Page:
To strengthen co-ordinating of resilience actions at national level, a mechanism will be set up through a co-ordination, monitoring and evaluation unit. This unit is to measure the progress made in the implementation of the country’s resilience priorities. The mechanism will build on the institutional mechanisms put in place to facilitate a multisector approach. This system is to bring together the four pillars of resilience as defined by AGIR. The Ministry of Agriculture, the initial institutional anchor of AGIR in Mali, acts as a co-ordinator to link up with the relevant departments of other ministries, their decentralised services and local authorities.
The most important challenge we face now is the non-functionality of regional and local entities within the national food security system. Our partners’ ability to continue best practices at national, regional and local levels still needs to be improved. In this context, it is important to find participatory approaches to involve all stakeholders. For a common understanding and giving an overview, team and stakeholder meetings are taking place on a regular basis. An institutional enhancement action plan was formulated aiming to strengthen national, regional and local authorities’ capacities to take into consideration resilience to food and nutrition crises when co-ordinating food and nutrition security action plans at each level. This can only be done if resilience to food and nutrition crises is considered in the economic, social and cultural development plan at local level.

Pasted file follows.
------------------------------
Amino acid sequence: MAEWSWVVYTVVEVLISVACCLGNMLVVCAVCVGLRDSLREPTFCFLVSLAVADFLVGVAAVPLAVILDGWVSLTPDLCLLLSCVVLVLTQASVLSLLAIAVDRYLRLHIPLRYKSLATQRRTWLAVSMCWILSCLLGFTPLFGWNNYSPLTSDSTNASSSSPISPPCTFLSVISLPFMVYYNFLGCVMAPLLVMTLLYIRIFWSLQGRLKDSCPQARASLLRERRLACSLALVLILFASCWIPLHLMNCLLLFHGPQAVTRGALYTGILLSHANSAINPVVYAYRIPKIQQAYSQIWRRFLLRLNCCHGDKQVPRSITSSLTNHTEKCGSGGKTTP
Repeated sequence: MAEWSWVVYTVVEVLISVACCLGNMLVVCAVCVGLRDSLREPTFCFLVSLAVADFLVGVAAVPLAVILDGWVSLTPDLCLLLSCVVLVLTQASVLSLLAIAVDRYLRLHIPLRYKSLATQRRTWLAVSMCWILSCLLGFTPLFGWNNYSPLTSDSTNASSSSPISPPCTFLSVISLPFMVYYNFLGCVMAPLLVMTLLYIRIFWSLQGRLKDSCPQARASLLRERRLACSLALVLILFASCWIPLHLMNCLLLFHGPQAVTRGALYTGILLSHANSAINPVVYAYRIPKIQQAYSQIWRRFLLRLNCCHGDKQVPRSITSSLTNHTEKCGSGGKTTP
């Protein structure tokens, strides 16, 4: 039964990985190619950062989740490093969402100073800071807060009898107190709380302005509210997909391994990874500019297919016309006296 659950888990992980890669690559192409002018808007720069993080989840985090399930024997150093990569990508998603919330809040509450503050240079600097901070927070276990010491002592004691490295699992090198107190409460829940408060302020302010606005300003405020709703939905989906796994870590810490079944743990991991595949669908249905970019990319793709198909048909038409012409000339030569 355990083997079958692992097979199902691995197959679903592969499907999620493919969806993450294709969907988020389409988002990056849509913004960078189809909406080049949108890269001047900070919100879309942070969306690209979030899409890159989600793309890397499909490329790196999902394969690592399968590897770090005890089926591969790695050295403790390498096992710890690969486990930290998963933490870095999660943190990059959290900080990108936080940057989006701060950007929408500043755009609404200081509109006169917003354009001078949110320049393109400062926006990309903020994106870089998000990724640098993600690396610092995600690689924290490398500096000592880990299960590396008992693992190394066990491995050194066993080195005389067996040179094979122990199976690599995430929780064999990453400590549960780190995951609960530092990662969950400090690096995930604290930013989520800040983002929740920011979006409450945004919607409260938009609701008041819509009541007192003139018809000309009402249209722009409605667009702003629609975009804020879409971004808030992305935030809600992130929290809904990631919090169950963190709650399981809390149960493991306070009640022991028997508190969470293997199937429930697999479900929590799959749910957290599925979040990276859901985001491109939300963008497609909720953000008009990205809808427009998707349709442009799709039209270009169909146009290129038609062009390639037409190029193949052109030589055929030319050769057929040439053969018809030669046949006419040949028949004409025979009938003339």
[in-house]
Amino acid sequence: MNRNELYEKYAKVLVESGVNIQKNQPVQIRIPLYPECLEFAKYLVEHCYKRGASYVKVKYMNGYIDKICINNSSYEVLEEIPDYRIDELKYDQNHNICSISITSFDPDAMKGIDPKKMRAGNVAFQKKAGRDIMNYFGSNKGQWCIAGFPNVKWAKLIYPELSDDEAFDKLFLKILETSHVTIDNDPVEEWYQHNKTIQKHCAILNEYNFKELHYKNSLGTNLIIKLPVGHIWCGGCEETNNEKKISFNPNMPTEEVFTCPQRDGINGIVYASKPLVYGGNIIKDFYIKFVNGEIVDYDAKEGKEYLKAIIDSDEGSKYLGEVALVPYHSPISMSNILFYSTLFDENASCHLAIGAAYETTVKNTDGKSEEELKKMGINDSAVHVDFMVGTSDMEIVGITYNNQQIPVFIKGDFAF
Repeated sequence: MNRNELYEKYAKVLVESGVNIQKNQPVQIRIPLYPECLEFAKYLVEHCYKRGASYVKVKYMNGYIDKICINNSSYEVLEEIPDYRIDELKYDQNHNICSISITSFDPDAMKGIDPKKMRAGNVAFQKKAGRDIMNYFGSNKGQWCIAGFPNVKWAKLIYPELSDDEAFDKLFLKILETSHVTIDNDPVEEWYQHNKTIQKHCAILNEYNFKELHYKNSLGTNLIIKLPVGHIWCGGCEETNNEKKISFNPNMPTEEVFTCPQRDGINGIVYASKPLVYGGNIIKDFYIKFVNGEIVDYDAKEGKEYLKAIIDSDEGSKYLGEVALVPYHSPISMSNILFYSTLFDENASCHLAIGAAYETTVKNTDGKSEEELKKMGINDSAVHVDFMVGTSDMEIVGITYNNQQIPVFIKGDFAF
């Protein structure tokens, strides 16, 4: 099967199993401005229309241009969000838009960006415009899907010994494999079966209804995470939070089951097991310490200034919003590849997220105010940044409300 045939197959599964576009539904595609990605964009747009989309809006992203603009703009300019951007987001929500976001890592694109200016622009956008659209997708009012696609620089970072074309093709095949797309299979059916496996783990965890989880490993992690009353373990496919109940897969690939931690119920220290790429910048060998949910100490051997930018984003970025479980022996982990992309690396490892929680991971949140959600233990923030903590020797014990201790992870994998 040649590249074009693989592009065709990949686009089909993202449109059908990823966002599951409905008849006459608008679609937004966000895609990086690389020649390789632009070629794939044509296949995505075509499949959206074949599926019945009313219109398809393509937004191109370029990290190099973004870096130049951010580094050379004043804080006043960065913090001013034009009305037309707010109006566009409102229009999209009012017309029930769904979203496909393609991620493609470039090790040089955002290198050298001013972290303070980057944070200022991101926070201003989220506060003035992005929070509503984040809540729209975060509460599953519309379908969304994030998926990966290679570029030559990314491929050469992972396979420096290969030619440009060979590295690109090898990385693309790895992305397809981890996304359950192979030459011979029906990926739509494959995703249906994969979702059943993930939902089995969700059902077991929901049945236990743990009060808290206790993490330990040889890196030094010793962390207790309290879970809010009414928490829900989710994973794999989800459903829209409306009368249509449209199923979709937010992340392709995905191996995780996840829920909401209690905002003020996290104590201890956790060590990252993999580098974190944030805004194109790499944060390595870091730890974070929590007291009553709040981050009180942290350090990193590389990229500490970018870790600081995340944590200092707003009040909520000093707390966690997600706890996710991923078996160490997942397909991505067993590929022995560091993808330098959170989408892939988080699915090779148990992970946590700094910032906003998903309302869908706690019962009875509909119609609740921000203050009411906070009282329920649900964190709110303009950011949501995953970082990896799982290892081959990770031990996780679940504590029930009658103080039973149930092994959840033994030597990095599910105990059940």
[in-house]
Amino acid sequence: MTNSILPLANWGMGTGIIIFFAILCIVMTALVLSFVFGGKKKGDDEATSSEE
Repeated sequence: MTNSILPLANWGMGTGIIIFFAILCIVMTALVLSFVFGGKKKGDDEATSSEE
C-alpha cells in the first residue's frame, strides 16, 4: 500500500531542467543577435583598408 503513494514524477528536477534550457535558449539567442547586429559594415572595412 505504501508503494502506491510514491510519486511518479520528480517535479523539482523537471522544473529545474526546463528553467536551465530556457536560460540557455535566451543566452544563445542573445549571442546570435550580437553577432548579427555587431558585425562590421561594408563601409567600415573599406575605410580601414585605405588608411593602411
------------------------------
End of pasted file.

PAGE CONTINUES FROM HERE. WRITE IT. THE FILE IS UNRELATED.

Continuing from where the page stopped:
Raymond Mehou, an agricultural economist, has worked as Country Manager for the GIZ Programme in Mali since June 2017.
Mohomodou Atayabou, a trainer and sociologist, started working as National Coordinator for the GIZ Programme in Mali in September 2015.